Five stars, best books and King County Libraries’ commitment to intellectual freedom

Library Journal recently announced its 2018 Star Libraries as rated by the Library Journal Index of Public Library Services.

The King County Library System (KCLS) was among 7,361 public libraries rated for the 2018 Index and one of 257 to receive a Three‐, Four‐ or Five‐Star rating, which designates overall excellence across five service measures. In the category Libraries with Annual Expenditures Exceeding $30 million, KCLS was one of only five libraries nationally to receive five stars, gaining one star between 2017 and 2018.

We are pleased to be named a Five Star Library, which recognizes the quality services KCLS provides to the community. A star rating not only means the library delivers a strong return on public investment, it also reflects the value patrons throughout King County place on their libraries.

Throughout the year, this column has covered a variety of topics, including the values that guide our work at KCLS: knowledge, diversity, equity and inclusion. Another fundamental value of public libraries, Intellectual Freedom, is the principle that all members of the community should have free and equal access to ideas and information without restriction.

The American Library Association (ALA), whose members include public, private and academic libraries has long considered Intellectual Freedom as central to democracy and an essential library mission. Intellectual Freedom is inextricably linked to the First Amendment of the U.S. Constitution, which guarantees freedom of speech. Last November, ALA proudly marked the 50th year of its Office for Intellectual Freedom.

The dangers of censorship to a free society have been often‐repeated throughout history. Countries all over the world affirm the principles of Intellectual Freedom and the United Nations deems it a basic human right. Article 19 of its Universal Declaration of Human Rights states: “Everyone has the right to freedom of opinion and expression; this right includes freedom to hold opinions without interference and to seek, receive and impart information and ideas through any media and regardless of frontiers.”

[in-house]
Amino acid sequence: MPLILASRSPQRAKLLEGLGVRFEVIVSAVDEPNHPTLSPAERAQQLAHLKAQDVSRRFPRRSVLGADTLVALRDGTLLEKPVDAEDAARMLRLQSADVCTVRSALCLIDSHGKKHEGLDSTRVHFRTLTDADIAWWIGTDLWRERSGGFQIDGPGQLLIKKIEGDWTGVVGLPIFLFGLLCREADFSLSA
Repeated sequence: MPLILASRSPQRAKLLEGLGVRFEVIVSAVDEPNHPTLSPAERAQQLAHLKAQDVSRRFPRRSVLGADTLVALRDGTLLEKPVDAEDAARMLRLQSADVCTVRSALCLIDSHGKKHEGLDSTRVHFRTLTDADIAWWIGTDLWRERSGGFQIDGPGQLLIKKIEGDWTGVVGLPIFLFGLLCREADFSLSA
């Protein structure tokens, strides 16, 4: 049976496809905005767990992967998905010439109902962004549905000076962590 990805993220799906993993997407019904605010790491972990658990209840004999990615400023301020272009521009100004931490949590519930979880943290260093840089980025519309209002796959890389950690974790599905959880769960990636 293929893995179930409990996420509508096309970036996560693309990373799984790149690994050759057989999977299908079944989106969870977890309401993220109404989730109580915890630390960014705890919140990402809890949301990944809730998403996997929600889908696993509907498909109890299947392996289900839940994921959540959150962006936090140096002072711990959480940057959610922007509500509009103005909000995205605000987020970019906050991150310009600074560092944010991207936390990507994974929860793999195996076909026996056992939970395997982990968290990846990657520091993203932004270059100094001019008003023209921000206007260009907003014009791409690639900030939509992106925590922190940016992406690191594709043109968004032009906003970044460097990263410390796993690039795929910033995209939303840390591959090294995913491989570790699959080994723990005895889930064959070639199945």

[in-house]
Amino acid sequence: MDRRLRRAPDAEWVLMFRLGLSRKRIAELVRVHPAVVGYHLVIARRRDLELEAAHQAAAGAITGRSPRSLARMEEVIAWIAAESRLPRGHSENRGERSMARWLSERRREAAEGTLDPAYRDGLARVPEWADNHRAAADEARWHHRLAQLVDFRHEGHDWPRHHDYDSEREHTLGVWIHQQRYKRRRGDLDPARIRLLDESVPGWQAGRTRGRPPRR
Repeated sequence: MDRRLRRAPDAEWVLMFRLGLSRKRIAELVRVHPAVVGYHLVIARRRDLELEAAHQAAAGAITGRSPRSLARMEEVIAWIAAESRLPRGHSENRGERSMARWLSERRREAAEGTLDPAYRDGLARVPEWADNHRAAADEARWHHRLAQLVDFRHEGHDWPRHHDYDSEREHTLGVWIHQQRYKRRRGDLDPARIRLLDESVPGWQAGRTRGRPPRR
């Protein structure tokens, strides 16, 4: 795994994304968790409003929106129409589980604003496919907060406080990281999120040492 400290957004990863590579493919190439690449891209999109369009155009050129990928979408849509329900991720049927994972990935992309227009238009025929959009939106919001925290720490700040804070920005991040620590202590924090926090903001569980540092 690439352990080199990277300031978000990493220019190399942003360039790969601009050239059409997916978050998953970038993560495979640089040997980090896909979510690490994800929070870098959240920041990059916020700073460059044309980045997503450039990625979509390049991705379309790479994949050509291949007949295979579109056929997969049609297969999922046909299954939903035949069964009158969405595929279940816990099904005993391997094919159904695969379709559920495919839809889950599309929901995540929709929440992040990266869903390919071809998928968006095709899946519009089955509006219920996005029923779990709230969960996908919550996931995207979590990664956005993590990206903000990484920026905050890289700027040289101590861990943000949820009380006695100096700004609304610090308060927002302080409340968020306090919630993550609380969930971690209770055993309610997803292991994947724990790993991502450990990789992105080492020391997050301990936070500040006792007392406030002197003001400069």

Finally, as we think about all that awaits discovery at libraries, it is a great time to let you know about KCLS’ Best Books for 2018. The list includes 100 books in the categories Fiction, Nonfiction, Teens and Children’s that have been vetted by 255 librarians and staff. The Best Books list is a much‐loved, highly‐anticipated tradition at KCLS; be sure to check it out on www.kcls.org/bestbooks.

More in Opinion

Crucial element to good governments

What makes good government? What makes bad government? We all have experienced… Continue reading

Snohomish woman on 17-day fast to spotlight orcas’ plight

At nearly noon on April 1, Lanni Johnson sat in a fold-up… Continue reading

Are sheriffs above the law?

Washington voters have spoken on I-1639. Sheriffs need to set the stage to follow their oath of office - and enforce the law.

Our country, post-Mueller report

It was to my great relief that the Mueller report did not… Continue reading

Teaching, training tomorrow’s leaders, workers

Legislature urged to fully fund our community and technical colleges

Democrats are in charge but GOP is helping steer the debate

Republicans see their role as fixing or foiling bad bills. Democrats’ tax bills are their new target.

Libraries are places of connection, community pride

A public library is often considered the heart of the community, providing… Continue reading

What tax raising idea will win out in March budget madness?

Democrats, who control the House and Senate, are set to release spending plans and revenue packages.

Sometimes, the smaller things matter more than the big picture

Recently I took a group of senior citizens to tour the Amazon… Continue reading

Why not change the name to match the location?

To Lakeside Industries, As a longtime resident of Renton, I’m concerned about… Continue reading

Gov. Inslee and the Supreme Court

In 2015, after another session without procuring a key weapon in his… Continue reading

Political parties often bring trouble

Political parties “are likely, in the course of things, to become potent… Continue reading